Money must still be raised for construction. Urban Greens will secure a loan with the Cooperative Fund of New England, but a significant portion will be raised through an upcoming direct public offering to members. Through this public investment, the co-op will offer preferred shares that deliver a fixed return based on profits. The investment campaign will be launched this spring and will be open to Urban Green members and all Rhode Islanders.
The developer, Bourne Avenue Capital Partners, will build a second, fully residential building provided the project receives a Rebuild Rhode Island Tax Credit from Commerce Rhode Island, the state’s economic development agency.
Construction could begin as early as summer 2016 and take a year to build.
The lot is a brownfield site owned by the city’s redevelopment authority. The Urban Greens governing council has worked with the city for two years to design buildings and find the developer.
Other work lies ahead, such as interior design work, hiring a manager, establishing agreements with distributors and farmers, fishermen/women, and food makers.
Private Swimming School Plans New Indoor Facility in East Providence
Pods Swimming is planning to build an indoor swimming facility at the corner of Route 44 and Commercial Way in East Providence.
An eight-year-old private swimming school has announced plans to build its own indoor poor facility in East Providence.
Pods Swimming plans to break ground on a 12,000 square-foot center at the corner of Route 44 and Commercial Way that will feature a six-lane, 25-yard training pool and a smaller 90-degree heated teaching pool, among other amenities.
The new building will be the headquarters for Pods swimming and will help the company bolster its lessons and swimming events that are now held in pools across the region, said company founder Susan Pascale-Frechette.
“For the past eight years, we have been traveling from pool to pool in order to provide quality swim lessons in the Greater Providence area. However, we feel strongly that we need our own permanent pool facility where we can provide a stable environment for our swimmers, our families and our staff,” she said.
The building will be built by New England Construction and was designed by Vision 3 Architects.
Along with the pools, it will have a family changing room, locker rooms, a snack bar, reception area and office space.
The facility will also open the door to leasing opportunities. Pods Swimming will be able to rent to schools, senior centers and other organizations.
Build-A-Pool For Pods Swimming
Published on Sep 8, 2015
We’re planning to break ground on a state-of-the-art, indoor pool facility at the corner of Route 44 and Commercial Way in East Providence, R.I. The 12,000 s/f building will have as its centerpiece a six-lane, 25-yard training pool plus a smaller, 90-degree heated “teaching” pool. Other amenities include a family changing room, locker rooms, a snack bar, reception area, and office space.
For the past eight years, we have been traveling from pool to pool in order to provide quality swim lessons in the Greater Providence area. However, we need our own permanent pool facility where we can provide a stable environment for our swimmers, our families and our staff.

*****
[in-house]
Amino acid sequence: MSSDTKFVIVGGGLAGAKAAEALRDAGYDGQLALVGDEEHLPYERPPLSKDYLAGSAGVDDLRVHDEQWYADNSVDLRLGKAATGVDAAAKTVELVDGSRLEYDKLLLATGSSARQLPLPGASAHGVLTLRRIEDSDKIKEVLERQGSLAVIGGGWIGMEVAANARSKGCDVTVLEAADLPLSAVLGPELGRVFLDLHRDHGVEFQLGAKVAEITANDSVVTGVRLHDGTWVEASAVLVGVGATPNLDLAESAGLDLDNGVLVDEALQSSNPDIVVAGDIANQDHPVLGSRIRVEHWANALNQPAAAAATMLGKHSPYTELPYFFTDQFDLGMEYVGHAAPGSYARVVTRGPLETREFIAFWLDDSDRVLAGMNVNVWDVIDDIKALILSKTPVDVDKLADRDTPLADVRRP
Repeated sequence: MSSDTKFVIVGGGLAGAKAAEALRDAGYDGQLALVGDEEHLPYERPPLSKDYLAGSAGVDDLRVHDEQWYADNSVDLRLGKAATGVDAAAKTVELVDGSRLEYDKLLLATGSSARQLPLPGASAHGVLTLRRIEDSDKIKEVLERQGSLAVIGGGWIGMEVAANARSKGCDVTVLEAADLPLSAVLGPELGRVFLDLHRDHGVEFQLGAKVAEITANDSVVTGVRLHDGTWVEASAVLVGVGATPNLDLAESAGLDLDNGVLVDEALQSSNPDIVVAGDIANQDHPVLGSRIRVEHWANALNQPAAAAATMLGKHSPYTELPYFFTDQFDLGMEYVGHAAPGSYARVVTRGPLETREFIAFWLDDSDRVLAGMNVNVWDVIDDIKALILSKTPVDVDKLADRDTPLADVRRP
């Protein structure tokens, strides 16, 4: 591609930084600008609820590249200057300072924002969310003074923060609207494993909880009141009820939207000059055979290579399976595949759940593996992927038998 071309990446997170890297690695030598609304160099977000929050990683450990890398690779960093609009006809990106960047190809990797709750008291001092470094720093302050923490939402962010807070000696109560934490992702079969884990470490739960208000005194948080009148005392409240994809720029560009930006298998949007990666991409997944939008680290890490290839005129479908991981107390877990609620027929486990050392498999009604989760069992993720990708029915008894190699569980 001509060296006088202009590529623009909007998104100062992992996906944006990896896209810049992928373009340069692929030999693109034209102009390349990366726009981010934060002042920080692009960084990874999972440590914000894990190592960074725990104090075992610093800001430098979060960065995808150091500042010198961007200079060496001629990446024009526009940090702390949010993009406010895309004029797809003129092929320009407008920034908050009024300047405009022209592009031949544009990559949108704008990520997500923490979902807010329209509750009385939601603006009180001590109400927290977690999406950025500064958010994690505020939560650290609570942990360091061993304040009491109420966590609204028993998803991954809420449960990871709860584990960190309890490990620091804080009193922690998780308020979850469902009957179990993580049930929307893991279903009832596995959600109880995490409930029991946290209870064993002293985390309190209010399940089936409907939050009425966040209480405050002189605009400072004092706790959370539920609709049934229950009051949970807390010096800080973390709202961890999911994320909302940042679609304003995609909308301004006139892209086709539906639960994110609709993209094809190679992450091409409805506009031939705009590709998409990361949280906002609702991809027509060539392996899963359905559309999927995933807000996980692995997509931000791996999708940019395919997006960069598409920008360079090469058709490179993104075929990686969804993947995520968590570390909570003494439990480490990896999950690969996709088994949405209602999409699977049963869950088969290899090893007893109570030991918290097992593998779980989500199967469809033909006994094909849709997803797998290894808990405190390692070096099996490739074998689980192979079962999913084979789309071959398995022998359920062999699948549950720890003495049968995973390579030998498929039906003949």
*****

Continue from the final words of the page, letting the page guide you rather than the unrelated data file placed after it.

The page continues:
The new Pods pool will be our home base for year-round lessons and other swim events. It will also be available for rental to schools, senior centers and other organizations throughout Rhode Island and Southeastern Massachusetts.
We’ve been extremely adaptable and have “gone with the flow” these past eight years, but we need a pool to call our own. It’s a very big undertaking for us, but one that will benefit children, adults and entire families for decades to come.
Four firms are bidding to study the feasibility of McCoy Stadium, giving the Pawtucket Red Sox (Class AAA; International League) and local officials plenty of options to choose from in mapping out the team’s future.
Last month the PawSox announced that they would partner with the City of Pawtucket and the State of Rhode Island to initiate at feasibility study. The three sides will split the cost of a report that analyzes the possibility of renovating McCoy Stadium into a state-of-the-art facility, while also sprucing up the area surrounding the ballpark. The four firms that are being considered include Generator Studio, Leshinsky Finance, Populous, and The S/L/A/M Collaborative.
The decision as to which firm lands the study is left to the PawSox, Pawtucket, and Rhode Island. More from the Providence Journal:
City, state and PawSox officials are expected to meet Thursday to determine who from each entity has expertise to analyze the proposals, rank them according to the criteria in the request for proposals and recommend which firm should do the work, said Thomas Bovis, interdepartmental project manager in the state purchasing division who opened bids Wednesday morning at the state Department of Administration.
All three entities have agreed to share equally the cost of the study, which is expected to cost up to $100,000, begin in August and conclude by December. The selected firm is expected to develop three conceptual designs for redeveloping McCoy Stadium and the surrounding area.